Prevention of Environmental Tobacco Smoke Exposure in Children 0-12 Months Old
This study will: 1) test the effectiveness of a program to prevent the exposure of infants to environmental tobacco smoke; and 2) evaluate the health effects associated with prenatal and postpartum exposure to tobacco smoke products and environmental tobacco smoke among infants.
African-American and Hispanic women who are 18 years of age or older, and who are between 28 and 35 weeks pregnant may be eligible for this study. Participants complete an interview and home visit assessment and are then randomly assigned to participate in Program A or Program B of the study, as follows:
Program A: Involves discussions with an Infant Health Advisor about parenting skills to promote child safety and infant growth and development, such as ways to prevent childhood injuries caused by falls, poisons, and other hazards.
Program B: Involves discussions with an Infant Health Advisor about ways to prevent infant tobacco smoke exposure, such as how to adopt smoke-free household rules in the home and how to work with friends and family members to prevent the baby from being exposed to tobacco smoke. In addition, participants who smoked cigarettes before becoming pregnant or while pregnant are given advice on how to quit smoking and how to remain a non-smoker once the baby is born.
Participants come to the clinic four times- once during a regularly scheduled prenatal visit and again when the baby is 6 weeks, 4 months, and 6 months old - to see the Infant Health Advisor for the activities described above in Program A or Program B. Between visits, the Advisor calls the participant to check on her progress regarding the program objectives. In addition, the study involves the following for all participants:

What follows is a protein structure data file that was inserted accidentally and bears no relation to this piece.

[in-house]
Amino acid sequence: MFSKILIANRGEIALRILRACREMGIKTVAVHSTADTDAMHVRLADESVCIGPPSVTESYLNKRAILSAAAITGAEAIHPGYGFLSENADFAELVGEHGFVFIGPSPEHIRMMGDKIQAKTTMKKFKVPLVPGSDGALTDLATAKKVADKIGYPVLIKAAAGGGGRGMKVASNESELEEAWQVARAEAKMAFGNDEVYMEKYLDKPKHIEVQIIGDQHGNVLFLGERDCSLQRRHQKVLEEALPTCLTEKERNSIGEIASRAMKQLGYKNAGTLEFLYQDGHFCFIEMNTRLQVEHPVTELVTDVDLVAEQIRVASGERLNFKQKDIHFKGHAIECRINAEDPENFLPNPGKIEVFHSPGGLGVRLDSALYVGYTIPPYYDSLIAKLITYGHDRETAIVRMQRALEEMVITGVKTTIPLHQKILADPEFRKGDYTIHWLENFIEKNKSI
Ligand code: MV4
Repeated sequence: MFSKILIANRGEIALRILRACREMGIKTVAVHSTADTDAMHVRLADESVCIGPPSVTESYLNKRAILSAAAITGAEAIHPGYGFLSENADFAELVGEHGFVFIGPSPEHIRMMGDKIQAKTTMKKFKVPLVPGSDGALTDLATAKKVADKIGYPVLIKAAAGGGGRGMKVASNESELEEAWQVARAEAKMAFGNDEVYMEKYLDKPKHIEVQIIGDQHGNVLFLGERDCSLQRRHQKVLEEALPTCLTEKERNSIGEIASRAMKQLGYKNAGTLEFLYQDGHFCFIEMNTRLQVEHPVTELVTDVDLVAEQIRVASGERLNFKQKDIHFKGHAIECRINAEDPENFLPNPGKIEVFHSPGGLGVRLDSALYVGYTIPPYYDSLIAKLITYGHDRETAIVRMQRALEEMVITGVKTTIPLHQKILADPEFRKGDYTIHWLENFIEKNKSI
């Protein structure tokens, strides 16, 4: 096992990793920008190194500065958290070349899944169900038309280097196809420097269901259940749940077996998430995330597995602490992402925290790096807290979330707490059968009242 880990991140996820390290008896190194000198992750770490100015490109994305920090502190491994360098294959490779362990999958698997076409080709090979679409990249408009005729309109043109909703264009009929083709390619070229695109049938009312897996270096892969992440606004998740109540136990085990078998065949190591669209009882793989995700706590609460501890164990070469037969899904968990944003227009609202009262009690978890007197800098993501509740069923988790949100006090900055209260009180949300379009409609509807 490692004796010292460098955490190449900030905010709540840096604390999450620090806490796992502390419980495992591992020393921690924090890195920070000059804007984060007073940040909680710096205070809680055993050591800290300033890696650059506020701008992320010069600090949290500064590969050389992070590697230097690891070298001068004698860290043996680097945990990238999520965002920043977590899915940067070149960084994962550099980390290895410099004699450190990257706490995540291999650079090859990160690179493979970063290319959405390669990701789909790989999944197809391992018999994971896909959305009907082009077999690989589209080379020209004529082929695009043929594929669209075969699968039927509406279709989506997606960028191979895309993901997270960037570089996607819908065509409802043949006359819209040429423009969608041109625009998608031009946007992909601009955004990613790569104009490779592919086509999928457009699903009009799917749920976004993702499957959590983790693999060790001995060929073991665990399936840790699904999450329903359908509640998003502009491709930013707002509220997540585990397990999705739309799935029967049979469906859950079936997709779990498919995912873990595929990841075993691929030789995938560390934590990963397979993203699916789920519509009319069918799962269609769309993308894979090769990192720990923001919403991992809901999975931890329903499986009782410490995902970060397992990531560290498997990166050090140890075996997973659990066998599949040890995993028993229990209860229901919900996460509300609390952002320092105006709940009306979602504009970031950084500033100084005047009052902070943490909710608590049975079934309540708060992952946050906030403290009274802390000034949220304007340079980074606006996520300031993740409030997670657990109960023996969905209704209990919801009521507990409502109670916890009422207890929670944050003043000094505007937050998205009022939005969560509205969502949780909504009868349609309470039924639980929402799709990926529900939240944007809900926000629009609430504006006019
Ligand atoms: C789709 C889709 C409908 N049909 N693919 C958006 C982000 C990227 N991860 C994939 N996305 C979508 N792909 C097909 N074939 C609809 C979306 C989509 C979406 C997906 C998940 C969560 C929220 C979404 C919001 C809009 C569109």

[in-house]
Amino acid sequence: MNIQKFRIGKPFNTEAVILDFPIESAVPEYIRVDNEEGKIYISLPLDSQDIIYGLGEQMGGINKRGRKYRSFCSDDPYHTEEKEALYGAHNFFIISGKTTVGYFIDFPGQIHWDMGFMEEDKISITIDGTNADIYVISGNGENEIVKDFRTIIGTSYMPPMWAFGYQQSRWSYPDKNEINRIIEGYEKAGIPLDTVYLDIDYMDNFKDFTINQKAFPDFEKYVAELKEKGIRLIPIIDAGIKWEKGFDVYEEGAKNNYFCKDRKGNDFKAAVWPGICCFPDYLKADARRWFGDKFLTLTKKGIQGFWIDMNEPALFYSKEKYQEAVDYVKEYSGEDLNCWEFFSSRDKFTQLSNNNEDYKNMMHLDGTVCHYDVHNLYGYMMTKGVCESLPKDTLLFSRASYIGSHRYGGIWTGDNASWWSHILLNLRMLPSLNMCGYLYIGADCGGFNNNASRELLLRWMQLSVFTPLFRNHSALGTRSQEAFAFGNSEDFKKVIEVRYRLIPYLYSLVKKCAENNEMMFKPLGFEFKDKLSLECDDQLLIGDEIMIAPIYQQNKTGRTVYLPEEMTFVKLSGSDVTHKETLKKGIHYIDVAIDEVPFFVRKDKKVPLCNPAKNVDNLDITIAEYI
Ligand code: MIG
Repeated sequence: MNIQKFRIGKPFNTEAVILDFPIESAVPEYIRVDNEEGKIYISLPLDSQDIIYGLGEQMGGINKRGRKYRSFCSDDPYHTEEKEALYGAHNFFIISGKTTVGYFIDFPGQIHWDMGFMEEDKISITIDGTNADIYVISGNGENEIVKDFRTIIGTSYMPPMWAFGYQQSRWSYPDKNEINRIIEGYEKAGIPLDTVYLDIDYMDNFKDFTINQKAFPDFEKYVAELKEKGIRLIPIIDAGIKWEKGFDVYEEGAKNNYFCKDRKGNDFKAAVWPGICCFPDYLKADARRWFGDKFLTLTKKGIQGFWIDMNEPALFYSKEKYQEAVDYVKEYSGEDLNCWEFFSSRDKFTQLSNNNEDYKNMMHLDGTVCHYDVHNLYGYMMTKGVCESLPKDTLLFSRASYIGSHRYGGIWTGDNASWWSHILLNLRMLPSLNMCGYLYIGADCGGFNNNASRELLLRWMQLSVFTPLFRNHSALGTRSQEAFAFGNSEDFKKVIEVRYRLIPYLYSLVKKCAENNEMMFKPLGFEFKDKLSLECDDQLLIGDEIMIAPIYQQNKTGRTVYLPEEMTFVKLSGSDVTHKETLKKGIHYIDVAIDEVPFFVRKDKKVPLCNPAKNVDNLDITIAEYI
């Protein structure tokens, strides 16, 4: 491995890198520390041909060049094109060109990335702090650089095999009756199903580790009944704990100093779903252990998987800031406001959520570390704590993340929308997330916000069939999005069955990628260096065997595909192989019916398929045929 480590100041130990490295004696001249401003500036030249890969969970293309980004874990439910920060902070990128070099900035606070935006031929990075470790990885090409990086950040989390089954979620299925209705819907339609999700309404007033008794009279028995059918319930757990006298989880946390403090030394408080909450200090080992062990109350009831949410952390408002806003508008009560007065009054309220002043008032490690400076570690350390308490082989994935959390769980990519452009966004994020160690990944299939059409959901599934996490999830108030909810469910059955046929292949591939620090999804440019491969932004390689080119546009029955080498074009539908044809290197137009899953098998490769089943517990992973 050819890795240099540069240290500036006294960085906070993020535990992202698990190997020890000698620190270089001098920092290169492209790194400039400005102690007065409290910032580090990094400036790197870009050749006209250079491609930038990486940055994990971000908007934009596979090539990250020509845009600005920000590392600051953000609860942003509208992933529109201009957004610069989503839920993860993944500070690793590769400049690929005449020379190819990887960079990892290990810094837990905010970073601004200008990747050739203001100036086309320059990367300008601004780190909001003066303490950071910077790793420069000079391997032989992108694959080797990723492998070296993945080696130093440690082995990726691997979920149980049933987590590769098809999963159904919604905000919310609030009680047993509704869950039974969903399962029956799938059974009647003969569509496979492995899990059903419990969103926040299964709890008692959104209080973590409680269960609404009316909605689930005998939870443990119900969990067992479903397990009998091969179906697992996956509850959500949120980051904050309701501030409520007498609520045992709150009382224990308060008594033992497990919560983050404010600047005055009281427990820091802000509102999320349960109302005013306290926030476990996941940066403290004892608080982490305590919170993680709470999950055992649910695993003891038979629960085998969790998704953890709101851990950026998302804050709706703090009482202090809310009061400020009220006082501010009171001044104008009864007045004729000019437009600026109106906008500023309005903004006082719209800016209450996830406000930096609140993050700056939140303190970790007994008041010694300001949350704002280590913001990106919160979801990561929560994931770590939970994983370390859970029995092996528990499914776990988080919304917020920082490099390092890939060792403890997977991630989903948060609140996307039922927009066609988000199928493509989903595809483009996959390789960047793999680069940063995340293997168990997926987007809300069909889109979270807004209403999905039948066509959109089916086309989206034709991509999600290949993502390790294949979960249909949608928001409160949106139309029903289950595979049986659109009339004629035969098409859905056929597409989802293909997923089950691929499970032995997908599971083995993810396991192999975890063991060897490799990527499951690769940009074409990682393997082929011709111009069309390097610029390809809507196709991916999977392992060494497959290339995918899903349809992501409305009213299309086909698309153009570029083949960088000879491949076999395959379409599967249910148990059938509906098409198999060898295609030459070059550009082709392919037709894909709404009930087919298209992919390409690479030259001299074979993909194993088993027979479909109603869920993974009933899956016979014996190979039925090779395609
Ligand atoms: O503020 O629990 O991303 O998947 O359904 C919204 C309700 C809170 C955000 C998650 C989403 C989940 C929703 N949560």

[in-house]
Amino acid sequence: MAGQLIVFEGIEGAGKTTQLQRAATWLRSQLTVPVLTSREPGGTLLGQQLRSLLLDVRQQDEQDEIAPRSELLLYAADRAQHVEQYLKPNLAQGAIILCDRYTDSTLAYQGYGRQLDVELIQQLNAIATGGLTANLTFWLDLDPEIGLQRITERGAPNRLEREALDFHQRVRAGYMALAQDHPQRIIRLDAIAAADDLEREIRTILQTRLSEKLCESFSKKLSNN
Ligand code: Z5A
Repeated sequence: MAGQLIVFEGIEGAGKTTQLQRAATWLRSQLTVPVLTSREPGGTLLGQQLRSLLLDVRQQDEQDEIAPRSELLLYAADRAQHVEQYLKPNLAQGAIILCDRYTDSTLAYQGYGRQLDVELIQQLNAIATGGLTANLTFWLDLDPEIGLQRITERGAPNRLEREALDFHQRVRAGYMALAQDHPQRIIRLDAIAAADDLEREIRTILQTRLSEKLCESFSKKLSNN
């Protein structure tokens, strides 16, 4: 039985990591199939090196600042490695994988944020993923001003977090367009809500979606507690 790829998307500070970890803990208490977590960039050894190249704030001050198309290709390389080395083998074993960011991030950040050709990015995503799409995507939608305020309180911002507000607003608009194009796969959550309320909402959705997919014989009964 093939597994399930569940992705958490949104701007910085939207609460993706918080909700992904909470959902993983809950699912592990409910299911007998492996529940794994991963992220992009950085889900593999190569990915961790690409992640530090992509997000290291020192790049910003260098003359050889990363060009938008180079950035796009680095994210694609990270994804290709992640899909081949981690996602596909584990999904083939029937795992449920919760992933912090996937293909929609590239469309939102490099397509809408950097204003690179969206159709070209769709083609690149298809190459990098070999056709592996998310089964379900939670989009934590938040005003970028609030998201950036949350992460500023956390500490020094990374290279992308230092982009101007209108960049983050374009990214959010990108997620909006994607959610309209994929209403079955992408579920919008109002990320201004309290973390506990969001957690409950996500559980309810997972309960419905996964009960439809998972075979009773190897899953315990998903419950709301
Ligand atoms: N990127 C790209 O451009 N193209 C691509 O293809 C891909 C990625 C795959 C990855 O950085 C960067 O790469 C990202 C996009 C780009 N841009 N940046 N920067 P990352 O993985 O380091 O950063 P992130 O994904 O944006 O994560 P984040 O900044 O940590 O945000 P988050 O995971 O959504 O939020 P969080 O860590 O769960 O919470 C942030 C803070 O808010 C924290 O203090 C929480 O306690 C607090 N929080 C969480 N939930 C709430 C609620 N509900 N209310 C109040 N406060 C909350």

- Telephone interview during the week after joining the study to obtain information on participant's background, pregnancy and family history, tobacco use and exposure to other people's cigarette smoke during pregnancy, strategies to reduce tobacco use and exposure, stressful life events, drug and alcohol use during pregnancy, and sources of social support. Similar interviews are repeated when the baby is 6 weeks old, and again when the baby is 4 months, 6 months, and 12 months old.
- Home visit about 1 week after entering the study to check the home for possible safety hazards to the baby and to place one or more nicotine air monitors (small plastic objects that measure the amount of tobacco smoke in the air of each room). The home visitor returns a week late...
|Study Design:||Primary Purpose: Treatment|
|Official Title:||Prevention of Environmental Tobacco Smoke (ETS) Exposure to Children, Ages 0-12 Months|
- Infant ETS exposure 1)Maternal reports of infant ETS exposure at home and 2) Infant urinary cotinine levels.
- Household ETS exposure levels, and maternal salivary cotinine levels.
|Study Start Date:||July 2005|
|Study Completion Date:||May 2010|
|Primary Completion Date:||March 2010 (Final data collection date for primary outcome measure)|
ETS exposure is a major public health concern, and tobacco use is one of the 10 Healthy People 2010 leading health indicators. Despite the body of evidence showing the adverse effects of in-utero and postnatal exposure to tobacco smoke products (TSP) and environmental tobacco smoke (ETS) to the respiratory health in children, studies continue to be needed to elucidate when TSP exposure causes the greatest damage, possible mechanisms that underlie the damage, and how harm to the respiratory system of infants and vulnerable children can be prevented. and, while some efforts to reduce prenatal and childhood ETS exposure over the past decade have been successful, there is a paucity of randomized, controlled, intervention studies in the literature targeting ETS exposure reduction among infants age 0-12 months. Moreover, the effectiveness of ETS exposure prevention interventions in reducing the occurrence or severity of health symptoms and outcomes has rarely been systematically evaluated.
|United States, District of Columbia|
|GW University Medical Center|
|Washington, District of Columbia, United States, 20037|
|Washington, District of Columbia, United States|